By JAN LARSON McLAUGHLIN
BG Independent News
Patience has expired with the current parking meter fees to pay for downtown park lot expenses.
So on Monday evening, Bowling Green City Council will hear the first reading of an ordinance to double the parking fees from 25 cents to 50 cents per hour.
The price hike is proposed because the current parking rates are failing to pay for on-street and off-street public parking expenses in the downtown, explained Assistant Municipal Administrator Joe Fawcett. All the nickels, dimes and quarters – plus a portion of the parking fines – are supposed to pay for the parking paving, maintenance, enforcement personnel and equipment, parking meters, kiosks, and taxes on the lots.
The downtown parking fund gets no support from other city funds. The city’s 2018 budget projected a $21,000 deficit in the parking fund. That hole was filled by the fund’s balance, but that balance is dropping steadily, Fawcett said Friday afternoon.
Also looming over the parking budget is the fact that three of the four downtown parking lots need to be paved soon. The only one to be repaved since 2000 is Lot 2, behind Panera.
The proposed fee hikes should not come as a surprise to downtown merchants or the organization which represents them, Fawcett said.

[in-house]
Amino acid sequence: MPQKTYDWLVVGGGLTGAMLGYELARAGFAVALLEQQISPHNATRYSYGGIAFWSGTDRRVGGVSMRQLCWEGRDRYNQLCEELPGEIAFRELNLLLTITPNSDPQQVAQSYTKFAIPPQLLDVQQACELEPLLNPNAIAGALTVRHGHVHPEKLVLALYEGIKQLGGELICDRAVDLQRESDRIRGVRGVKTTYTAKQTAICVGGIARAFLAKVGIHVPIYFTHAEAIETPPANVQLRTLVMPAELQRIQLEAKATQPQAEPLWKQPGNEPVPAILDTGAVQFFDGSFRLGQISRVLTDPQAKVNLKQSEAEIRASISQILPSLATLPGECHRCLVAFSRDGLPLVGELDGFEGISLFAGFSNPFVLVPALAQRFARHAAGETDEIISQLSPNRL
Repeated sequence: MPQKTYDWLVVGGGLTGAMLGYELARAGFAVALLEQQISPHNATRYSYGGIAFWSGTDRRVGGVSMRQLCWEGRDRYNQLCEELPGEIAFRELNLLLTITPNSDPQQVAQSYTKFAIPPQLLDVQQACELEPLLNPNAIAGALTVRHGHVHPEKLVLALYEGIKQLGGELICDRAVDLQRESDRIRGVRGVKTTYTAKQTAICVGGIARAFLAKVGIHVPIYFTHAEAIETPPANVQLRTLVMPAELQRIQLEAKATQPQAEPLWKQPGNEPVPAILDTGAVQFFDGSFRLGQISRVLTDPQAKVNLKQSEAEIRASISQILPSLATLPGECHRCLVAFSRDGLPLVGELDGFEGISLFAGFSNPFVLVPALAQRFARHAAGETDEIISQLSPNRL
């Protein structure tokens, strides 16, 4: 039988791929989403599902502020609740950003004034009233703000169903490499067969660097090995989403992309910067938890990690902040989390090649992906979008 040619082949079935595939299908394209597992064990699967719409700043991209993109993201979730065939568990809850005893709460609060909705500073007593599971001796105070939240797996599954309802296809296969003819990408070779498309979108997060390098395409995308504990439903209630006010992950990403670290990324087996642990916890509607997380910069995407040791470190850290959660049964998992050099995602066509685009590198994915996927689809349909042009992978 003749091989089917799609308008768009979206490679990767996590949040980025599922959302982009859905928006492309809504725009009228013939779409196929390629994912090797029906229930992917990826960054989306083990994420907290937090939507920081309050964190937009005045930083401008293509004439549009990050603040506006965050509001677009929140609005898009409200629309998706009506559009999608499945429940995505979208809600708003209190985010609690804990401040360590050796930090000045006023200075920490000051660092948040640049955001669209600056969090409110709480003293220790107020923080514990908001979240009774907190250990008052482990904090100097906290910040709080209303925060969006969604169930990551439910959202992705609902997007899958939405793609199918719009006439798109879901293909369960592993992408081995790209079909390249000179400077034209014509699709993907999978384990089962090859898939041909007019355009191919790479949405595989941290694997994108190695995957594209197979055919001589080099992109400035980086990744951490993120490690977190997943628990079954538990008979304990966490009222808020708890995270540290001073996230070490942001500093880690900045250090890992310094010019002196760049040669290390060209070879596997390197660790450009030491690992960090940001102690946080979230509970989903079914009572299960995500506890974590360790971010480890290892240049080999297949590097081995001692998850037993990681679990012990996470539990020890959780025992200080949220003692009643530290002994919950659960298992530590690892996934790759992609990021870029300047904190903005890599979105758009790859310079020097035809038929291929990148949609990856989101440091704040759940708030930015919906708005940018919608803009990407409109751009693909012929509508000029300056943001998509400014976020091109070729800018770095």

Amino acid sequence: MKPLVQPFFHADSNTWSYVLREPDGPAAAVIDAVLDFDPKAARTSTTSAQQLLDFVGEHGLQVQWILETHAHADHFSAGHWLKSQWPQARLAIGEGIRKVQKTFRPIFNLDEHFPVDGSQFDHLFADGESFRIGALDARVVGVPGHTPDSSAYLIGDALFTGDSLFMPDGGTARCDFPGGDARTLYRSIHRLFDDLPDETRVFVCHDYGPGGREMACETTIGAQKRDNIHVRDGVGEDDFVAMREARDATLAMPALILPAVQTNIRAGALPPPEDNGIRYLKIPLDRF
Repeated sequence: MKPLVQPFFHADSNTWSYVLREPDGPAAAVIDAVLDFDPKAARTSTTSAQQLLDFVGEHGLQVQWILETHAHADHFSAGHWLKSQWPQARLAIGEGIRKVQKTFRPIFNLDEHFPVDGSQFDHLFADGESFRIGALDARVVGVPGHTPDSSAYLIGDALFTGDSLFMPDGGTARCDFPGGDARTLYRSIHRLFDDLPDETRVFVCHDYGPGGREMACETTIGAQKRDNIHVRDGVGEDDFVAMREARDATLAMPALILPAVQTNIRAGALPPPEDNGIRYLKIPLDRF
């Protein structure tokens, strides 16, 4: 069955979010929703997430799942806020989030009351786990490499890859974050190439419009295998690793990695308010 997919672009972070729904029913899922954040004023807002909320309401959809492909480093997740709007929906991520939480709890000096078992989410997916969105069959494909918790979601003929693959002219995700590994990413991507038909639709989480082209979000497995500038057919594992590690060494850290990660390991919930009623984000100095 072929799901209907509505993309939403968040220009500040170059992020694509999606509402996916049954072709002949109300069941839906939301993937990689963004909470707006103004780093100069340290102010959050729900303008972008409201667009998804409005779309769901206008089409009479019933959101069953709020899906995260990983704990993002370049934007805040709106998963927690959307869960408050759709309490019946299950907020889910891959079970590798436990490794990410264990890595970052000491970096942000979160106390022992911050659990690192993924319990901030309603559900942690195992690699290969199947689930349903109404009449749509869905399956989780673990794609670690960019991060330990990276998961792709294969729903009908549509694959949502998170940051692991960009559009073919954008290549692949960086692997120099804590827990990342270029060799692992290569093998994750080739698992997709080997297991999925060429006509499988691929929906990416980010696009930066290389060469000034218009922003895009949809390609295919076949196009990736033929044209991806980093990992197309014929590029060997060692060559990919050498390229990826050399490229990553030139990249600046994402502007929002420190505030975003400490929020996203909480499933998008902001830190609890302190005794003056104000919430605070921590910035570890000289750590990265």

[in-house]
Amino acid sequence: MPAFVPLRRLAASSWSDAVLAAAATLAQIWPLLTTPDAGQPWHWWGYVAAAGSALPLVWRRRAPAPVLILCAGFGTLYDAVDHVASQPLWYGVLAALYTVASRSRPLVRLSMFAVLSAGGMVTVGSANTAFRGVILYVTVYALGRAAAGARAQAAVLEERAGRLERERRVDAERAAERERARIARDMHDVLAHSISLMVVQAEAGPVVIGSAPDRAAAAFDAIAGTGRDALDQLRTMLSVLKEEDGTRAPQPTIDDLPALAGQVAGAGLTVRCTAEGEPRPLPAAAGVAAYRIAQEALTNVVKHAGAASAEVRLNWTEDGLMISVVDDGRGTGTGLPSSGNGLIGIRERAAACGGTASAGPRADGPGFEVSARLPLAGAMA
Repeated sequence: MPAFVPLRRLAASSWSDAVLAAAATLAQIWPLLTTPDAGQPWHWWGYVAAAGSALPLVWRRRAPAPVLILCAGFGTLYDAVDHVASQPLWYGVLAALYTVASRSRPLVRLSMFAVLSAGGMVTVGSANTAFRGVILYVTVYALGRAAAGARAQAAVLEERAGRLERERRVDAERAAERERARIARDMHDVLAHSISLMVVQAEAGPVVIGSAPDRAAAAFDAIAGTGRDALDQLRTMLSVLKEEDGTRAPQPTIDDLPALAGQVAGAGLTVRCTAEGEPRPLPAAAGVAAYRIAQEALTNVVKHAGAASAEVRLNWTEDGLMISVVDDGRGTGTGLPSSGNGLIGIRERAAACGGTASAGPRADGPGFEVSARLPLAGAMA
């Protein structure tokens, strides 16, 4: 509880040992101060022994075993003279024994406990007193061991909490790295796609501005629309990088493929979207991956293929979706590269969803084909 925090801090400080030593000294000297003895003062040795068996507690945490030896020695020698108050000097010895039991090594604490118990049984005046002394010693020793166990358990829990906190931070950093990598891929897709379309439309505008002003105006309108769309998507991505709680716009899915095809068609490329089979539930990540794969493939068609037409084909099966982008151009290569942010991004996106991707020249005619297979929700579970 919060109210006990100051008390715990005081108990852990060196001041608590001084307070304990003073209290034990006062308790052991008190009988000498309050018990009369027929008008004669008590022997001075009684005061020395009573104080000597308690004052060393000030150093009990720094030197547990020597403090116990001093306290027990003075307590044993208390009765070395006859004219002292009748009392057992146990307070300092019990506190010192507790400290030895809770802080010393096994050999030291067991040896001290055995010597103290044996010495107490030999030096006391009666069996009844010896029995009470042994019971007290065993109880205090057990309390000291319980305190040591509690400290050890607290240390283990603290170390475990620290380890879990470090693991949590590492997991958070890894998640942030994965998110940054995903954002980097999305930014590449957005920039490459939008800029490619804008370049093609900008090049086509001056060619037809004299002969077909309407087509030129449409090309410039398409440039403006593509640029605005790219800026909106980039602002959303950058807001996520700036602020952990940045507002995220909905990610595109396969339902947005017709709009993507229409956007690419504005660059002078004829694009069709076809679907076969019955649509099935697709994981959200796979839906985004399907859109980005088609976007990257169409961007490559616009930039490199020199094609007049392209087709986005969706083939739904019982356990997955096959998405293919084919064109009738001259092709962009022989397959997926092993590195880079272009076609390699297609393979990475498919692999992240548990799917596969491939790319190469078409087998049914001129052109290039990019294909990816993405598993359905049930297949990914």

“We’ve been trying to tell people as much as we can,” he said. “This is the culmination of conversations over the last couple years.”
Downtown businesses were advised of the proposed parking fee hike on City Council’s agenda.
“No one seemed surprised by that,” Fawcett said.
City officials hope customers coming downtown are not put off by the doubling of the parking fee. Though some may try to avoid pay parking, Fawcett said Bowling Green’s parking will still be a bargain compared to other cities in the region.
“We looked around the entire area. Even at 50 cents an hour, we are very competitive,” he said.
For at least six years, the parking lot revenue has had difficulty keeping up with the expenses, Fawcett said. In 2013 and 2015, the revenue “just barely” surpassed expenses. In 2014, the city broke even. The last three years, the expenses have been higher than the incoming coins.
“It has always been close,” he said.
The parking fees, plus a portion of the parking ticket revenue averages about $220,000 a year, Fawcett said. The fee hike is expected to help the fund recover.
“I think it would likely provide a temporary relief for that fund,” he said.
The parking ticket fees will not be increased. But the long-term parking charges used by apartment renters or businesses downtown are proposed to double. For example, the rate for one space for half a year will jump from $130 to $260.
The city’s goal was to gradually change all downtown city parking lots to kiosks rather than metered parking. The lot behind Panera is the city’s first experiment with parking kiosks.
“Our desire is to make paying for parking as easy as possible for people,” Fawcett said.
If kiosk parking is expanded to other city lots, it’s doubtful it will be the same type as already used in Lot 2, he said. At that point, Lot 2 would be retrofitted to be the same as the other lots.
“The ones we are looking at now are much more user friendly,” Fawcett said.